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Thine house hath eaten me up." Since therefore no man can equal the sense of veneration here expressed, for God's "House of Prayer," therefore no one can exceed on this subject; the case is in some respects analogous to an adoration of our LORD'S Divinity when seen in the flesh. And the effect and cause become mutually implicated in bearing on the moral character: the most holy men will most reverence the place of God's presence, and he who more values the place of God's presence will become the most holy. Now this secret of God is so entirely disclosed by Him, after this manner of reserve, that the difference of regard which men feel for Churches is as great as the difference of estimation in which our LORD was regarded by the beloved disciple or by the traitor Judas, for both of them were in His presence, but one only derived benefit from it. For instance, David speaks of the temple of GOD with words of longing desire, as great as could be expressed for any conceivable blessing, as being the place of God's presence; and yet many of us doubtless feel nothing of the kind. These gifts, therefore, the greatest that heart of man can devise, are in secret; it is the kingdom of heaven upon earth, but seen only by certain persons; a treasure hid, "the pure in heart seeing GOD" under those veils of all of which it may be said, as of our LORD's teaching, "he that hath ears to hear, let him hear."

3. Sacraments, Church Ordinances and practices.

In the next place, with respect to the Holy Sacraments, it is in these, and by these chiefly, that the Church of all ages has held the Doctrine of the Atonement after a certain manner of reserve; which sense of things this modern system has relinquished, and in consequence has put forward this doctrine to the people in a manner unknown to former ages. The Church has ever thus held the doctrine in its substance, in its fulness, in its life-giving power and reality for which these moderns have substituted what is human;-the declaration of it by eloquence of speech, the reception of it in excitement of feeling. The Church considers it in the Sacraments as a power of substantial and Divine efficacy, conferring spiritual gifts and privileges; this system, as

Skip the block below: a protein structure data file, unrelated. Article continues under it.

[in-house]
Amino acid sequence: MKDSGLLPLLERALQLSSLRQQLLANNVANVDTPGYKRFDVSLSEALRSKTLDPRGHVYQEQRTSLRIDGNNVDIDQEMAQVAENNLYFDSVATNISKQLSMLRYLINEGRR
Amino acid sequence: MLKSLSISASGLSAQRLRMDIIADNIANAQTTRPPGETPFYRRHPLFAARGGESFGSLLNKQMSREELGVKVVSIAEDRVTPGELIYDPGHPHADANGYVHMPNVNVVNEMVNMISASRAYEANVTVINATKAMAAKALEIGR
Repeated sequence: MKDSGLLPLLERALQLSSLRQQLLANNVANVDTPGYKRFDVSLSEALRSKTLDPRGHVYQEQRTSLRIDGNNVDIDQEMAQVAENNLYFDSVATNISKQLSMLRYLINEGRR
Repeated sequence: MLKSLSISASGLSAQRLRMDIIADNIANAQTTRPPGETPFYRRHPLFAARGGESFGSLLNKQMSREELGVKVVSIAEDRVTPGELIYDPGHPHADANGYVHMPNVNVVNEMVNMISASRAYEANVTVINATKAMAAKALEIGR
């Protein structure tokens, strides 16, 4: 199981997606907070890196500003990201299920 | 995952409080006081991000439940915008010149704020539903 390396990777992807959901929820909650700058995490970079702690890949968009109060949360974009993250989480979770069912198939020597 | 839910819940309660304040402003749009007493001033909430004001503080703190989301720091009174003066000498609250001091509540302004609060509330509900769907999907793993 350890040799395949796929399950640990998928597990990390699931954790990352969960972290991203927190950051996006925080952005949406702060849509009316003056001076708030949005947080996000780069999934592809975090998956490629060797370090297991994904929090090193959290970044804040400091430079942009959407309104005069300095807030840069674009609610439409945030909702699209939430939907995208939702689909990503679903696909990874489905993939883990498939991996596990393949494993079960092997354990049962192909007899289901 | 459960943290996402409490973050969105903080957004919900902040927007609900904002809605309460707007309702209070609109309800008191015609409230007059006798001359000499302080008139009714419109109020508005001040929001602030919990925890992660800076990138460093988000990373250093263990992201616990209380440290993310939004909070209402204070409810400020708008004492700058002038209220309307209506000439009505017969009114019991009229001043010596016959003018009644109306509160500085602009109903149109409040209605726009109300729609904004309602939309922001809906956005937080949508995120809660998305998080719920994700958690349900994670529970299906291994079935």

nominal and external to ourselves. In the Sacraments the doctrine is most intimately and closely blended with the life and conduct of man; in this system, it is in great measure separated from it. For instance, all ancient Baptismal Services, as well as that of our own Church, have most closely connected with the doctrine of the Atonement the consideration of our being crucified with CHRIST, being dead with CHRIST, being buried with CHRIST, and the consequent necessity of our mortifying our earthly members in this respect they exemplify, in a wonderful manner, all that we have stated respecting this doctrine in the Gospels, and the Epistles of St. Paul, wherein our own cross, the world being crucified to us, and we to the world,—is mysteriously connected with that of CHRIST. The Sacraments realize the doctrine in a way that no human system can do: for we believe that a Divine Power, and the blessings of the Atonement especially, are, after some transcendental manner, present in those Sacraments, according to the express promise of our LORD. And it is very obvious that our Communion Service does support the same principle in like manner with the Baptismal Offices; for it throughout implies penitence, faith, and charity, as indispensable on the part of man; and "the Body and the Blood of CHRIST, verily and indeed taken and received," as the highest of gifts on the part of GOD. And these it considers as the spiritual life of Christians. And as the very essence of a Church does depend on a due dispensation of the blessed Sacraments, so, where a sense of these is impaired, or not realized by faith, the doctrine of the Atonement itself is put forth to mankind, as if the preaching of this constituted all that was life-giving in the Church. Now here it is very evident at once that the great difference between these two systems consists in this, that one holds the doctrine secretly as it were, and in reserve; the other in a public and popular manner; one in connexion with all other doctrines of Scripture, the other as separated from them. It is always the case with the Church, that it has considered the Sacraments as certain veils of the Divine presence, being not only the signs and tokens, but vehicles, and conveyances, if we may so speak, of Divine gifts. This is obvious, not only from the Discipline of the secret,